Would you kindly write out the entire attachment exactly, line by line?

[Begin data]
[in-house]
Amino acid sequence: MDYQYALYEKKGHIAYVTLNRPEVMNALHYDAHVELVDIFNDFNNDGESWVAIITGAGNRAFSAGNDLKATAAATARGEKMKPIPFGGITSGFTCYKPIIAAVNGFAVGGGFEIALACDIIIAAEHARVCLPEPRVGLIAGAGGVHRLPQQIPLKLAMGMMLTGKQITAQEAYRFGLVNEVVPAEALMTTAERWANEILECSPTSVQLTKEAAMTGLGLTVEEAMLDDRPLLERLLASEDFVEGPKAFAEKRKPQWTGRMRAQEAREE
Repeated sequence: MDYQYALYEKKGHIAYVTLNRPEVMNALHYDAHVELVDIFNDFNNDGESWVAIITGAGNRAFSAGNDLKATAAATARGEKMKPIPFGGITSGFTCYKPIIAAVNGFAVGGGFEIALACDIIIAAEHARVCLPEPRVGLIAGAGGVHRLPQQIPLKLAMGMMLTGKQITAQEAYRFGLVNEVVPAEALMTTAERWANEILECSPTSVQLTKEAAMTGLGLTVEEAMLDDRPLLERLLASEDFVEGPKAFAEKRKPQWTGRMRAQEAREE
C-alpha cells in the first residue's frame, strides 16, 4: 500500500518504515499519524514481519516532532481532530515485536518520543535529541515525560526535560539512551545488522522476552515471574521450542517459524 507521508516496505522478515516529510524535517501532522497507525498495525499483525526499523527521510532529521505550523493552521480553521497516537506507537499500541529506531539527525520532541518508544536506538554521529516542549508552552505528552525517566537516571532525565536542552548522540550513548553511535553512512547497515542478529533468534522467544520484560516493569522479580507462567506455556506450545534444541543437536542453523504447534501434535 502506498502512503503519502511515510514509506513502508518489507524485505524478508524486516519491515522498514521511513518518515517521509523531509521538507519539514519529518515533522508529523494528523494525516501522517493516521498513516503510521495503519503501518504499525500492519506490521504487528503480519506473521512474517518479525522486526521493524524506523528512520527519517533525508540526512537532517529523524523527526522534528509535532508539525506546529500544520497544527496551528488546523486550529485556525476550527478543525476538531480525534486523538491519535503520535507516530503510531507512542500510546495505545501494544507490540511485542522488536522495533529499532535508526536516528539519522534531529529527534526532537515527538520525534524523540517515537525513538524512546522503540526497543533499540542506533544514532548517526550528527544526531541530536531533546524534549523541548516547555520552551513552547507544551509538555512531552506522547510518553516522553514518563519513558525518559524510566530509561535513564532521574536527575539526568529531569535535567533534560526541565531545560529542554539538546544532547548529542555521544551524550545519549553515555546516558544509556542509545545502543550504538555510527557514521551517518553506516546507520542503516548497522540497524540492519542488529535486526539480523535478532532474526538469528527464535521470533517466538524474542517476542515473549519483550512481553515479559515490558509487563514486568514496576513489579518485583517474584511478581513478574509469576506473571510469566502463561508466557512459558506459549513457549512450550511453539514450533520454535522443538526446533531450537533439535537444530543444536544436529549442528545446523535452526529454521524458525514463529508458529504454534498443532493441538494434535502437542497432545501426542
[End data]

[in-house]
Amino acid sequence: MDYQYALYEKKGHIAYVTLNRPEVMNALHYDAHVELVDIFNDFNNDGESWVAIITGAGNRAFSAGNDLKATAAATARGEKMKPIPFGGITSGFTCYKPIIAAVNGFAVGGGFEIALACDIIIAAEHARVCLPEPRVGLIAGAGGVHRLPQQIPLKLAMGMMLTGKQITAQEAYRFGLVNEVVPAEALMTTAERWANEILECSPTSVQLTKEAAMTGLGLTVEEAMLDDRPLLERLLASEDFVEGPKAFAEKRKPQWTGRMRAQEAREE
Repeated sequence: MDYQYALYEKKGHIAYVTLNRPEVMNALHYDAHVELVDIFNDFNNDGESWVAIITGAGNRAFSAGNDLKATAAATARGEKMKPIPFGGITSGFTCYKPIIAAVNGFAVGGGFEIALACDIIIAAEHARVCLPEPRVGLIAGAGGVHRLPQQIPLKLAMGMMLTGKQITAQEAYRFGLVNEVVPAEALMTTAERWANEILECSPTSVQLTKEAAMTGLGLTVEEAMLDDRPLLERLLASEDFVEGPKAFAEKRKPQWTGRMRAQEAREE
C-alpha cells in the first residue's frame, strides 16, 4: 500500500518504515499519524514481519516532532481532530515485536518520543535529541515525560526535560539512551545488522522476552515471574521450542517459524 507521508516496505522478515516529510524535517501532522497507525498495525499483525526499523527521510532529521505550523493552521480553521497516537506507537499500541529506531539527525520532541518508544536506538554521529516542549508552552505528552525517566537516571532525565536542552548522540550513548553511535553512512547497515542478529533468534522467544520484560516493569522479580507462567506455556506450545534444541543437536542453523504447534501434535 502506498502512503503519502511515510514509506513502508518489507524485505524478508524486516519491515522498514521511513518518515517521509523531509521538507519539514519529518515533522508529523494528523494525516501522517493516521498513516503510521495503519503501518504499525500492519506490521504487528503480519506473521512474517518479525522486526521493524524506523528512520527519517533525508540526512537532517529523524523527526522534528509535532508539525506546529500544520497544527496551528488546523486550529485556525476550527478543525476538531480525534486523538491519535503520535507516530503510531507512542500510546495505545501494544507490540511485542522488536522495533529499532535508526536516528539519522534531529529527534526532537515527538520525534524523540517515537525513538524512546522503540526497543533499540542506533544514532548517526550528527544526531541530536531533546524534549523541548516547555520552551513552547507544551509538555512531552506522547510518553516522553514518563519513558525518559524510566530509561535513564532521574536527575539526568529531569535535567533534560526541565531545560529542554539538546544532547548529542555521544551524550545519549553515555546516558544509556542509545545502543550504538555510527557514521551517518553506516546507520542503516548497522540497524540492519542488529535486526539480523535478532532474526538469528527464535521470533517466538524474542517476542515473549519483550512481553515479559515490558509487563514486568514496576513489579518485583517474584511478581513478574509469576506473571510469566502463561508466557512459558506459549513457549512450550511453539514450533520454535522443538526446533531450537533439535537444530543444536544436529549442528545446523535452526529454521524458525514463529508458529504454534498443532493441538494434535502437542497432545501426542